So this project seeks to provide focused review and easy access to teachers for new players. To build this system, we need to explore the problem space and understand how best to deliver on this goal. I started the design process by creating a Feature Set that described the API in general terms.

Go Sensei Feature Set

To create a Feature Set, I created high level groups for each step of the user experience. For example, under the teach section, I listed teach live game and review finished game.

At this stage the goal is not to nail down exactly what the end product looks like, but to begin understanding what actions a user would take and how they might traverse the site. This gave me a good sense of feature dependency issues and constrained the scope of the work.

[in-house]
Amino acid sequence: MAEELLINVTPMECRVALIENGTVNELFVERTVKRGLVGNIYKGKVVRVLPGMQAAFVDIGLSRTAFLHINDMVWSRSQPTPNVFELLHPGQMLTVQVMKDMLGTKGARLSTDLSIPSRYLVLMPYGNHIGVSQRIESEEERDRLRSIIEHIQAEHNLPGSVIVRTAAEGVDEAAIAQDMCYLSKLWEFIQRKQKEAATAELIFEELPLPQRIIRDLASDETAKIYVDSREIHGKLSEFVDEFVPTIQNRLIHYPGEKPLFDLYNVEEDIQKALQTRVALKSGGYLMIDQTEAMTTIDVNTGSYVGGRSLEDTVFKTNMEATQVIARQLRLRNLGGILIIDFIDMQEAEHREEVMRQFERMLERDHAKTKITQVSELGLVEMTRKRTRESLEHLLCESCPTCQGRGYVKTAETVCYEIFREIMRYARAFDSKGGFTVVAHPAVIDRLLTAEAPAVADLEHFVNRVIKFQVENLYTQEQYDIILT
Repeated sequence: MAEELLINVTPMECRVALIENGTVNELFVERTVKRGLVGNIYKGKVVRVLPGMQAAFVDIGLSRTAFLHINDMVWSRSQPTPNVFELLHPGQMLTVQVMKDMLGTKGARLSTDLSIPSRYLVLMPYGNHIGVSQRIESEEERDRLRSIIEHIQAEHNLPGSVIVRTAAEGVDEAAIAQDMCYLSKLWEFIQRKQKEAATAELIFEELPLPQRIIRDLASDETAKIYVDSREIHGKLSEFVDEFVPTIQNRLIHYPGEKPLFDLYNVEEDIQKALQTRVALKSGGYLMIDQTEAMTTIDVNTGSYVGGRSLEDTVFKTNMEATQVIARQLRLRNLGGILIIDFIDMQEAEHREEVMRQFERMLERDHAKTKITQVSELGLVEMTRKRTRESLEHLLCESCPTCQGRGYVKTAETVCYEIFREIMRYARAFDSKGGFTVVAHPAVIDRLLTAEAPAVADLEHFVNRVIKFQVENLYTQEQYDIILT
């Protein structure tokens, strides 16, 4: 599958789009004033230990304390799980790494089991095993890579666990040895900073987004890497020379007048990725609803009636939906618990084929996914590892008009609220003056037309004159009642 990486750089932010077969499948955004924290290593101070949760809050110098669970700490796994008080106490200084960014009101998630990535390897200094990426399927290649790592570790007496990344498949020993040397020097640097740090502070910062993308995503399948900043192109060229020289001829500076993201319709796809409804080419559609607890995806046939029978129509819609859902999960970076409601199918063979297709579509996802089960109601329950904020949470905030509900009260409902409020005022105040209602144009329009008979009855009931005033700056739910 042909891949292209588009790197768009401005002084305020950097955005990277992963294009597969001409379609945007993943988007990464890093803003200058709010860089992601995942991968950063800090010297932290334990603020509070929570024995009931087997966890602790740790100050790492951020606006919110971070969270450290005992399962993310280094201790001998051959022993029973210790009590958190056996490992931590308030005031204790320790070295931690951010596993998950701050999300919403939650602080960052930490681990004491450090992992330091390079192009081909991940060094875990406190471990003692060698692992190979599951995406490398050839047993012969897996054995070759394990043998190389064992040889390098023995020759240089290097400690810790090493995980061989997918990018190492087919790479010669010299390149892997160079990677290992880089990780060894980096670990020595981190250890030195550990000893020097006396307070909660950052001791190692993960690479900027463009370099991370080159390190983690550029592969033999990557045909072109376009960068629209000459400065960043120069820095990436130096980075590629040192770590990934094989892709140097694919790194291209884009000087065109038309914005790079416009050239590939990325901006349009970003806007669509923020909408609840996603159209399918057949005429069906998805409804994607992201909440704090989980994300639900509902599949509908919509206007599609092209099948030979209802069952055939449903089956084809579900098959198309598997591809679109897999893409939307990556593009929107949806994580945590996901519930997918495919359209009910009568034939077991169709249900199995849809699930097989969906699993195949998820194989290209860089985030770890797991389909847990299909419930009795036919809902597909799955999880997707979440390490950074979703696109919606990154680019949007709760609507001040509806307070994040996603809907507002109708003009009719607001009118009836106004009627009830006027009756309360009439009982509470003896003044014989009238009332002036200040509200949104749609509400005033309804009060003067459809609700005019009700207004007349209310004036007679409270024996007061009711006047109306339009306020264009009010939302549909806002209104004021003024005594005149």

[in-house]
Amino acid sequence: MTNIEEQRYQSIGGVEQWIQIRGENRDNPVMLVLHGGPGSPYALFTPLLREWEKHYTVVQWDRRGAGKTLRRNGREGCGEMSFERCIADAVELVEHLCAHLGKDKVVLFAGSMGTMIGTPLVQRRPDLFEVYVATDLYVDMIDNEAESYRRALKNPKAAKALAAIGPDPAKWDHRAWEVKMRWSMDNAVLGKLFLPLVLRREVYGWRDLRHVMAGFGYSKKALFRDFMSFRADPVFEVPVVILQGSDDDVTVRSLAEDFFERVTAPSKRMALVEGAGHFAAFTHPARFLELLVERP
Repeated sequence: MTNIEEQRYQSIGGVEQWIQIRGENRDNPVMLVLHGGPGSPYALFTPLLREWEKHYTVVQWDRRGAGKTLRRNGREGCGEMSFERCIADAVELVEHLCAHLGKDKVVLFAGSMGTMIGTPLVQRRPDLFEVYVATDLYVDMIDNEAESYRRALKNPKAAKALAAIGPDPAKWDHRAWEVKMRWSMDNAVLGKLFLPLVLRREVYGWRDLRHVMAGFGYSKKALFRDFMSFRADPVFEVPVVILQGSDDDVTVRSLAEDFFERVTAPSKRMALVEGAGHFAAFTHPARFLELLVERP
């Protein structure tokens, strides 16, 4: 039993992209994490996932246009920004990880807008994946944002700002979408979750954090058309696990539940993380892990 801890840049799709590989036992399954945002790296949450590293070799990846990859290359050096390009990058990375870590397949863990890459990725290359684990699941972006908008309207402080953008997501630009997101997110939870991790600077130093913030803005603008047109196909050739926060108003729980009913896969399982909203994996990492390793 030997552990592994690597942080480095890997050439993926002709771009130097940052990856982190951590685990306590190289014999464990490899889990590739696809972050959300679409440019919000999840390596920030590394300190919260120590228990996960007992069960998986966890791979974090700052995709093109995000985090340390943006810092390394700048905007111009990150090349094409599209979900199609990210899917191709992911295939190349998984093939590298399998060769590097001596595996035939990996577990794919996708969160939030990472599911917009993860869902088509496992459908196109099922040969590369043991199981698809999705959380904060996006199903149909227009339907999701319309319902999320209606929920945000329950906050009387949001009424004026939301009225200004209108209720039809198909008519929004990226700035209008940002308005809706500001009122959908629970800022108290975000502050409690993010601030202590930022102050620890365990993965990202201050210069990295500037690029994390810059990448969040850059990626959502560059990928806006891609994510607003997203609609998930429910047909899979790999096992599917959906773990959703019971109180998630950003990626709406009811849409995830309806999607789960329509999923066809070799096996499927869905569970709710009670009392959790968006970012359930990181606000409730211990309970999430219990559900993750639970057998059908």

It was clear there were a number of high level components that would need to work together to support the feature set.

  • A database to hold game records and chat messages.
  • A backend API service to deal with authentication and expose the database.
  • A real-time service over WebSockets with a pub / sub model for live games.
  • A client to call the other services and show data to the user.

Once I had these components in mind, I needed to decide what technology stack I would use to implement them. Over the last few months I have been spending most of my free time trying to learn how to use functional programming languages and Haskell in particular. Learning how to program without mutability has been super exciting and this project seemed to be the perfect opportunity to expand my knowledge.

More than just my personal excitement, Haskell was a great fit for this project because the type system makes refactoring a breeze. Selecting technologies that are conducive to large scale refactoring reduces the cost associated with iteration and lets me try new patterns without huge time investments.

Iteration is Key!